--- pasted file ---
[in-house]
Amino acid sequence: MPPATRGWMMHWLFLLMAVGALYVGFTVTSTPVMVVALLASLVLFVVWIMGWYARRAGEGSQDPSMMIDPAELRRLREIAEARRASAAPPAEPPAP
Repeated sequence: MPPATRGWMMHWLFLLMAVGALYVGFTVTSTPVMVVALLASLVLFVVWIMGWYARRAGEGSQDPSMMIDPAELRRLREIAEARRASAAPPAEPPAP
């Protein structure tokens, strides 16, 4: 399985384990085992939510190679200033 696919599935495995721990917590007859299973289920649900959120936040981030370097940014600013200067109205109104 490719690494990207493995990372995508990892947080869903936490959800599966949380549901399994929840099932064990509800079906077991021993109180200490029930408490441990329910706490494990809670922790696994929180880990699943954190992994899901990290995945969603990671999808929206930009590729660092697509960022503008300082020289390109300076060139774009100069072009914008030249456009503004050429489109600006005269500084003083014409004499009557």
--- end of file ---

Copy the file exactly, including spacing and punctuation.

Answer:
[in-house]
Amino acid sequence: MPPATRGWMMHWLFLLMAVGALYVGFTVTSTPVMVVALLASLVLFVVWIMGWYARRAGEGSQDPSMMIDPAELRRLREIAEARRASAAPPAEPPAP
Repeated sequence: MPPATRGWMMHWLFLLMAVGALYVGFTVTSTPVMVVALLASLVLFVVWIMGWYARRAGEGSQDPSMMIDPAELRRLREIAEARRASAAPPAEPPAP
């Protein structure tokens, strides 16, 4: 399985384990085992939510190679200033 696919599935495995721990917590007859299973289920649900959120936040981030370097940014600013200067109205109104 490719690494990207493995990372995508990892947080869903936490959800599966949380549901399994929840099932064990509800079906077991021993109180200490029930408490441990329910706490494990809670922790696994929180880990699943954190992994899901990290995945969603990671999808929206930009590729660092697509960022503008300082020289390109300076060139774009100069072009914008030249456009503004050429489109600006005269500084003083014409004499009557």